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The Easy Writer: Gone to the underdogs

  • Written by Jeff Vorva

 

By Jason Maholy
Sports Editor

What the heck is a Rambler, anyway? Well, according to my research, the nickname of Loyola University's athletic teams are so-named because back in the 1920s, the school's football program – which was dropped in 1930 – traveled, or rambled, all over the country to play its games. That would match up with Webster's Dictionary, which defines a rambler as someone who travels and wanders aimlessly from place to place.

Loyola in 1982 adopted “Bo Rambler” – short for hobo – as its mascot. Today, the mascot anyone paying any attention to anything sports-related over the past week has become familiar with is LU Wolf, chosen because the coat-of-arms of St. Ignatius of Loyola depicts two wolves standing over a kettle.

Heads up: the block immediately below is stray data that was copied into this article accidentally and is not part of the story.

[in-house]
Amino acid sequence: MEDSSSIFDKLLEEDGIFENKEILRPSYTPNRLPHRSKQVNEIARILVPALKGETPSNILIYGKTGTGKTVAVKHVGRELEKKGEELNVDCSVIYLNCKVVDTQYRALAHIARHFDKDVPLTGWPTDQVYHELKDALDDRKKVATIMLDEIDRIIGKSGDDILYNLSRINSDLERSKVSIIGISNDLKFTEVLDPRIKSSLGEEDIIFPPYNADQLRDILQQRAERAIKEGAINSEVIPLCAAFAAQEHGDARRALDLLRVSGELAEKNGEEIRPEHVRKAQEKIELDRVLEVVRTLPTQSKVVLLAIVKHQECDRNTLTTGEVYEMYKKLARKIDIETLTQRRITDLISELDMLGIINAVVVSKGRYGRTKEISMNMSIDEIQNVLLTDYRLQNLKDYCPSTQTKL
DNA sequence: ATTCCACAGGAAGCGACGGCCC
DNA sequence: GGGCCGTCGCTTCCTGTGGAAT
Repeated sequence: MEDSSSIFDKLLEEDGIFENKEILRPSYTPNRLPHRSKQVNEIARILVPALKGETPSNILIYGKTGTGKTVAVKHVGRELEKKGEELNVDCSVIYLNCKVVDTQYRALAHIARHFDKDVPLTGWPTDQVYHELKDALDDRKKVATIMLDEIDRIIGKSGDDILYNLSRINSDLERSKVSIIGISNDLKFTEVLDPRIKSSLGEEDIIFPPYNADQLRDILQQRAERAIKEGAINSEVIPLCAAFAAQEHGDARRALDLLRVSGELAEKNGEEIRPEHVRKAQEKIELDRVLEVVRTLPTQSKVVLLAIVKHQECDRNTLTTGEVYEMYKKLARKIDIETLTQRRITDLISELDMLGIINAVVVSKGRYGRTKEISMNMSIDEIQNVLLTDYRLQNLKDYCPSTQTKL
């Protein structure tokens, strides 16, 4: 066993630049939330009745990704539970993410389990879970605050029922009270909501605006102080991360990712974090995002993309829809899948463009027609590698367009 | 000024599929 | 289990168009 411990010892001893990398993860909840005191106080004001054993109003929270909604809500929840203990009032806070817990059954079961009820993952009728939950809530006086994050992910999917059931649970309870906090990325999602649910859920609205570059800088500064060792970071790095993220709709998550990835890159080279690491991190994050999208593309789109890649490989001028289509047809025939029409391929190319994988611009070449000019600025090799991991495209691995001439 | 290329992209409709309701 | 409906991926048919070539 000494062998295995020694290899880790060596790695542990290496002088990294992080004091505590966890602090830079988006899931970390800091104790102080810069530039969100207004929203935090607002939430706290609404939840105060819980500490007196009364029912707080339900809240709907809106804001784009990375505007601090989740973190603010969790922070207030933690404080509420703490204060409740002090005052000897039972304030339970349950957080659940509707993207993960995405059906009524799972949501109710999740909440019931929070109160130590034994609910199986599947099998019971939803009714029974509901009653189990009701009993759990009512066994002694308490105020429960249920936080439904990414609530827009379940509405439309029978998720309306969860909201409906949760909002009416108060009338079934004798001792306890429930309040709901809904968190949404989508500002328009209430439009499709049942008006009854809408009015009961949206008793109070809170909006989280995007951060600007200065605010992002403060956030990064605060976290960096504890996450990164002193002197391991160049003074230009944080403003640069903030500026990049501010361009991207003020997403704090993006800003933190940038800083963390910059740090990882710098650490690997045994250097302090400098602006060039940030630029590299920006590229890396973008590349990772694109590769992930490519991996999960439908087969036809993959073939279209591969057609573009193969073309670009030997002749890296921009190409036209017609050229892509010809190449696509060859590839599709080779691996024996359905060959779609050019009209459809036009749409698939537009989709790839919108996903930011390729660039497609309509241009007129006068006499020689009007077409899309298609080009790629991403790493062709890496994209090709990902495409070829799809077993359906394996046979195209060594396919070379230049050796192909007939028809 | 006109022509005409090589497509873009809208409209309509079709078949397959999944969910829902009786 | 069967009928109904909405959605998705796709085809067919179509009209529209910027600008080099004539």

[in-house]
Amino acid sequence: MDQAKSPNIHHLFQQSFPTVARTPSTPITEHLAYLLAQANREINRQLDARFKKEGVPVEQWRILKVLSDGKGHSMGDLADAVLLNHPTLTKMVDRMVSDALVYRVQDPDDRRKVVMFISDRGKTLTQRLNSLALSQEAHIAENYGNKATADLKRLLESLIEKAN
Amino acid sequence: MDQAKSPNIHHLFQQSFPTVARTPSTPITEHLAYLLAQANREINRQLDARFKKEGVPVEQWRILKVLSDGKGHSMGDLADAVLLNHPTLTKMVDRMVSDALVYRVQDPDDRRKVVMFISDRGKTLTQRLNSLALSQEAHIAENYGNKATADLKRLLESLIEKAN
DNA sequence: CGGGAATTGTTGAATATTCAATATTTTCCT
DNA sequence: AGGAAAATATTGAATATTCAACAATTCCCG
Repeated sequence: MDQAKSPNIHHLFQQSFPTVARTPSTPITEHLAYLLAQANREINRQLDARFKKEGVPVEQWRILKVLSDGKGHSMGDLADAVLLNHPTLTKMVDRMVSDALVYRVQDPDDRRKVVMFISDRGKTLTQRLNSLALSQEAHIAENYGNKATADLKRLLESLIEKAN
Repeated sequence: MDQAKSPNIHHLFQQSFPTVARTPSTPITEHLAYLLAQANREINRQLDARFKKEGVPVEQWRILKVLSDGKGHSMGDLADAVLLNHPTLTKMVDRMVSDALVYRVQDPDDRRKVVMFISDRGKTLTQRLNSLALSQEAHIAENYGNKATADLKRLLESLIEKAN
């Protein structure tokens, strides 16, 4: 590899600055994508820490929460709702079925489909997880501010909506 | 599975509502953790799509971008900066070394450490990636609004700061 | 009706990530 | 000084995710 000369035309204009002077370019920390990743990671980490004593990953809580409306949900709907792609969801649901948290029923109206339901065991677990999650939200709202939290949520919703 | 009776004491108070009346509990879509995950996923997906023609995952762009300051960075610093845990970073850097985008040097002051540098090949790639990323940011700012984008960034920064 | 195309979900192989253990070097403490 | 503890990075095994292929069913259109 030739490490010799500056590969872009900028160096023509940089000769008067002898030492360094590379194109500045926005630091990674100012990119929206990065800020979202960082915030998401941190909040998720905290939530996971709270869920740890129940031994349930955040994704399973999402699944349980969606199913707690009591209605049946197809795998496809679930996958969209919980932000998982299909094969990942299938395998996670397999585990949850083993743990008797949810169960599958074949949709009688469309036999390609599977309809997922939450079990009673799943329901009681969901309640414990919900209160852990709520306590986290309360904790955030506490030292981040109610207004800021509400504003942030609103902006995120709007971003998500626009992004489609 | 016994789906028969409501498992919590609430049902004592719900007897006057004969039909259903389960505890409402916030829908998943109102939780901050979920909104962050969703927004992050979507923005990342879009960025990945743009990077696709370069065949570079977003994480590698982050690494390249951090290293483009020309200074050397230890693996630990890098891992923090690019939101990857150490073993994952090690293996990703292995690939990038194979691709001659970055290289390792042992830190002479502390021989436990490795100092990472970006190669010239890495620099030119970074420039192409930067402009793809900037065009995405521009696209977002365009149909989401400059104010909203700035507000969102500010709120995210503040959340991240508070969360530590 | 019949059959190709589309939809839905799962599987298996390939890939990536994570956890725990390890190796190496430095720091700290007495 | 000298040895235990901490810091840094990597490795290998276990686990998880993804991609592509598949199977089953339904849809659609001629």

So now that you have your history lesson for the day, how about those Ramblers? I wrote last week about underdogs and the NCAA tournament, and Loyola certainly qualifies as such. The Ramblers defeated favorites Miami and Tennessee to advance to the Sweet 16, where they will face Nevada tonight with a berth in the Elite 8 on the line.

If you follow college basketball, or more specifically the Missouri Valley Conference, you know Loyola is a talented team despite their underdog status and are not all that surprised by their success. This is a team that defeated Florida in Gainesville earlier this season, then steamrolled its way to a 15-3 conference mark, and regular season and conference tournament titles. Never sleep on a team, even a small school, that takes both those crowns. These guys can play, and they've become the darlings of this year's tourney. Expect to see a lot of maroon and gold, and shots of team chaplain Sister Jean Delores-Schmidt, if this team beats the Wolfpack and earns the chance to play for a spot in the Final Four.

And if you didn’t think you had any reason to root for the Ramblers, consider that they have a local connection. Loyola assistant coach Javon Marmon coached at Richards during the 2014-15 season; and Nick Dinardi, a seldom-used senior forward, hails from Palos Park and is a graduate of Providence High School.